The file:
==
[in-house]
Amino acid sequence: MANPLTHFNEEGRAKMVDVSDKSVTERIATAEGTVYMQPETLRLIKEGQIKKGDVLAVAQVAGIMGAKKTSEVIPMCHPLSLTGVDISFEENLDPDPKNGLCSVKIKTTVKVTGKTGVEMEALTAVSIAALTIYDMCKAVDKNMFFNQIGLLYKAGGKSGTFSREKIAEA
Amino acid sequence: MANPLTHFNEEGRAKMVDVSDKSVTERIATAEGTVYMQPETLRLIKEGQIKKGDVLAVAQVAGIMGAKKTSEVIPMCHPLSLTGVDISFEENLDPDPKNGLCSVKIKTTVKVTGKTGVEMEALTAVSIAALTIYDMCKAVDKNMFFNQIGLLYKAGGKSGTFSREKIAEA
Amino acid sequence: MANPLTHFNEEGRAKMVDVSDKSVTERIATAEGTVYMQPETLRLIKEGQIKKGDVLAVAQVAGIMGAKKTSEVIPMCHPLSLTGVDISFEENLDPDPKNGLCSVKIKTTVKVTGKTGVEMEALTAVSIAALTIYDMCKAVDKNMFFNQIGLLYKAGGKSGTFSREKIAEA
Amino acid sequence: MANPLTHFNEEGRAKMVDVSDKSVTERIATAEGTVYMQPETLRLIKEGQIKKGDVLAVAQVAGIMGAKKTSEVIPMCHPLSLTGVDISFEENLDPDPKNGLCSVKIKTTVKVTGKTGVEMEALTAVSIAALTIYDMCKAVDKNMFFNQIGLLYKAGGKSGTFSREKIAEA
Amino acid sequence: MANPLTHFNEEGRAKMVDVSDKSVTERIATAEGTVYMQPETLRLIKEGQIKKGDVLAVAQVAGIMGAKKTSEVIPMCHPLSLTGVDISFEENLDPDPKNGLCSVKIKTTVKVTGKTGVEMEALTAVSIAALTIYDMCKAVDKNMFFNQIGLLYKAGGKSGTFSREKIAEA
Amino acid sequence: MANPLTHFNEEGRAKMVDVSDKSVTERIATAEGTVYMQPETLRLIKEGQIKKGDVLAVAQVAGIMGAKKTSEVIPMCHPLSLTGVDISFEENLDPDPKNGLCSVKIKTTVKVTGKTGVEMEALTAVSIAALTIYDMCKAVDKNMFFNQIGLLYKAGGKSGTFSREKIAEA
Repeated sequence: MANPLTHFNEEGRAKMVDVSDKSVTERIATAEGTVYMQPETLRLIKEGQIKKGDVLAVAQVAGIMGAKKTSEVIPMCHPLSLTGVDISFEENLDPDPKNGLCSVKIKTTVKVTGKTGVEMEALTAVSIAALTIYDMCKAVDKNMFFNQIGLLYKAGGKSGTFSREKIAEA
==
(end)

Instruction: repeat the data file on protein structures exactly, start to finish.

[in-house]
Amino acid sequence: MANPLTHFNEEGRAKMVDVSDKSVTERIATAEGTVYMQPETLRLIKEGQIKKGDVLAVAQVAGIMGAKKTSEVIPMCHPLSLTGVDISFEENLDPDPKNGLCSVKIKTTVKVTGKTGVEMEALTAVSIAALTIYDMCKAVDKNMFFNQIGLLYKAGGKSGTFSREKIAEA
Amino acid sequence: MANPLTHFNEEGRAKMVDVSDKSVTERIATAEGTVYMQPETLRLIKEGQIKKGDVLAVAQVAGIMGAKKTSEVIPMCHPLSLTGVDISFEENLDPDPKNGLCSVKIKTTVKVTGKTGVEMEALTAVSIAALTIYDMCKAVDKNMFFNQIGLLYKAGGKSGTFSREKIAEA
Amino acid sequence: MANPLTHFNEEGRAKMVDVSDKSVTERIATAEGTVYMQPETLRLIKEGQIKKGDVLAVAQVAGIMGAKKTSEVIPMCHPLSLTGVDISFEENLDPDPKNGLCSVKIKTTVKVTGKTGVEMEALTAVSIAALTIYDMCKAVDKNMFFNQIGLLYKAGGKSGTFSREKIAEA
Amino acid sequence: MANPLTHFNEEGRAKMVDVSDKSVTERIATAEGTVYMQPETLRLIKEGQIKKGDVLAVAQVAGIMGAKKTSEVIPMCHPLSLTGVDISFEENLDPDPKNGLCSVKIKTTVKVTGKTGVEMEALTAVSIAALTIYDMCKAVDKNMFFNQIGLLYKAGGKSGTFSREKIAEA
Amino acid sequence: MANPLTHFNEEGRAKMVDVSDKSVTERIATAEGTVYMQPETLRLIKEGQIKKGDVLAVAQVAGIMGAKKTSEVIPMCHPLSLTGVDISFEENLDPDPKNGLCSVKIKTTVKVTGKTGVEMEALTAVSIAALTIYDMCKAVDKNMFFNQIGLLYKAGGKSGTFSREKIAEA
Amino acid sequence: MANPLTHFNEEGRAKMVDVSDKSVTERIATAEGTVYMQPETLRLIKEGQIKKGDVLAVAQVAGIMGAKKTSEVIPMCHPLSLTGVDISFEENLDPDPKNGLCSVKIKTTVKVTGKTGVEMEALTAVSIAALTIYDMCKAVDKNMFFNQIGLLYKAGGKSGTFSREKIAEA
Repeated sequence: MANPLTHFNEEGRAKMVDVSDKSVTERIATAEGTVYMQPETLRLIKEGQIKKGDVLAVAQVAGIMGAKKTSEVIPMCHPLSLTGVDISFEENLDPDPKNGLCSVKIKTTVKVTGKTGVEMEALTAVSIAALTIYDMCKAVDKNMFFNQIGLLYKAGGKSGTFSREKIAEA